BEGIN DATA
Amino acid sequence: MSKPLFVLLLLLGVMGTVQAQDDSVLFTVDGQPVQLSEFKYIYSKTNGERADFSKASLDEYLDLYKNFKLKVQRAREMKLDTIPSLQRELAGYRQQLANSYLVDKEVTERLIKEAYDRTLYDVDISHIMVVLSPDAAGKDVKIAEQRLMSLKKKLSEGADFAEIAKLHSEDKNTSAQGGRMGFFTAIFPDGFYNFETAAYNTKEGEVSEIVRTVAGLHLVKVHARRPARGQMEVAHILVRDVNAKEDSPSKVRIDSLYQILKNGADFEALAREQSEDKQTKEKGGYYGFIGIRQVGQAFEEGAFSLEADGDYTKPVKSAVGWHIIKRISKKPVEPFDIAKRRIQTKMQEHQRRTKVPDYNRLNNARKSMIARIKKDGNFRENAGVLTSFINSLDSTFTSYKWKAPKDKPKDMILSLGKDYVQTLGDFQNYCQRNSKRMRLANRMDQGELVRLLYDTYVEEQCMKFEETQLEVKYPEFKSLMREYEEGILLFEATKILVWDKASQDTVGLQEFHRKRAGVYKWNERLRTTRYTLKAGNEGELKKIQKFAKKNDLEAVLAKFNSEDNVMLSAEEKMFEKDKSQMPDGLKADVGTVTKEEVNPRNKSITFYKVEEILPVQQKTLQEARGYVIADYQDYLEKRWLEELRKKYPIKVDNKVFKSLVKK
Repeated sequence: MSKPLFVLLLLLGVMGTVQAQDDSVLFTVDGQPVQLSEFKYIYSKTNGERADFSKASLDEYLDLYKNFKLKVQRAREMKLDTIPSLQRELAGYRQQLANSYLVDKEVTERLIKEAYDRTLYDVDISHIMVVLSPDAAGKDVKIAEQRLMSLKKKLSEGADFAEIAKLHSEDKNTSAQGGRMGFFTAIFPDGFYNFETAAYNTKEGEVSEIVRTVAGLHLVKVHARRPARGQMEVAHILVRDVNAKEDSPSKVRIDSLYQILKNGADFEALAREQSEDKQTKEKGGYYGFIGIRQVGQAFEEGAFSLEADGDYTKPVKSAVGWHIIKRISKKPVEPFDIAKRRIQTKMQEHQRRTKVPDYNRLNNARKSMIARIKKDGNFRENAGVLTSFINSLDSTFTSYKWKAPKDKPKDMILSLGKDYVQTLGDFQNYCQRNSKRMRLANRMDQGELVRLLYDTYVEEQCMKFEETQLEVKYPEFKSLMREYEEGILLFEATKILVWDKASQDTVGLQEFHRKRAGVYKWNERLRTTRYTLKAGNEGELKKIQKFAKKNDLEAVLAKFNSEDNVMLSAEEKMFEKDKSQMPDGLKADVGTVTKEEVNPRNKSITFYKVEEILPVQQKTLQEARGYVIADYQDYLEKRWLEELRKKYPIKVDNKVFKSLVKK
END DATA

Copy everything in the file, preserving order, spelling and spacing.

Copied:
Amino acid sequence: MSKPLFVLLLLLGVMGTVQAQDDSVLFTVDGQPVQLSEFKYIYSKTNGERADFSKASLDEYLDLYKNFKLKVQRAREMKLDTIPSLQRELAGYRQQLANSYLVDKEVTERLIKEAYDRTLYDVDISHIMVVLSPDAAGKDVKIAEQRLMSLKKKLSEGADFAEIAKLHSEDKNTSAQGGRMGFFTAIFPDGFYNFETAAYNTKEGEVSEIVRTVAGLHLVKVHARRPARGQMEVAHILVRDVNAKEDSPSKVRIDSLYQILKNGADFEALAREQSEDKQTKEKGGYYGFIGIRQVGQAFEEGAFSLEADGDYTKPVKSAVGWHIIKRISKKPVEPFDIAKRRIQTKMQEHQRRTKVPDYNRLNNARKSMIARIKKDGNFRENAGVLTSFINSLDSTFTSYKWKAPKDKPKDMILSLGKDYVQTLGDFQNYCQRNSKRMRLANRMDQGELVRLLYDTYVEEQCMKFEETQLEVKYPEFKSLMREYEEGILLFEATKILVWDKASQDTVGLQEFHRKRAGVYKWNERLRTTRYTLKAGNEGELKKIQKFAKKNDLEAVLAKFNSEDNVMLSAEEKMFEKDKSQMPDGLKADVGTVTKEEVNPRNKSITFYKVEEILPVQQKTLQEARGYVIADYQDYLEKRWLEELRKKYPIKVDNKVFKSLVKK
Repeated sequence: MSKPLFVLLLLLGVMGTVQAQDDSVLFTVDGQPVQLSEFKYIYSKTNGERADFSKASLDEYLDLYKNFKLKVQRAREMKLDTIPSLQRELAGYRQQLANSYLVDKEVTERLIKEAYDRTLYDVDISHIMVVLSPDAAGKDVKIAEQRLMSLKKKLSEGADFAEIAKLHSEDKNTSAQGGRMGFFTAIFPDGFYNFETAAYNTKEGEVSEIVRTVAGLHLVKVHARRPARGQMEVAHILVRDVNAKEDSPSKVRIDSLYQILKNGADFEALAREQSEDKQTKEKGGYYGFIGIRQVGQAFEEGAFSLEADGDYTKPVKSAVGWHIIKRISKKPVEPFDIAKRRIQTKMQEHQRRTKVPDYNRLNNARKSMIARIKKDGNFRENAGVLTSFINSLDSTFTSYKWKAPKDKPKDMILSLGKDYVQTLGDFQNYCQRNSKRMRLANRMDQGELVRLLYDTYVEEQCMKFEETQLEVKYPEFKSLMREYEEGILLFEATKILVWDKASQDTVGLQEFHRKRAGVYKWNERLRTTRYTLKAGNEGELKKIQKFAKKNDLEAVLAKFNSEDNVMLSAEEKMFEKDKSQMPDGLKADVGTVTKEEVNPRNKSITFYKVEEILPVQQKTLQEARGYVIADYQDYLEKRWLEELRKKYPIKVDNKVFKSLVKK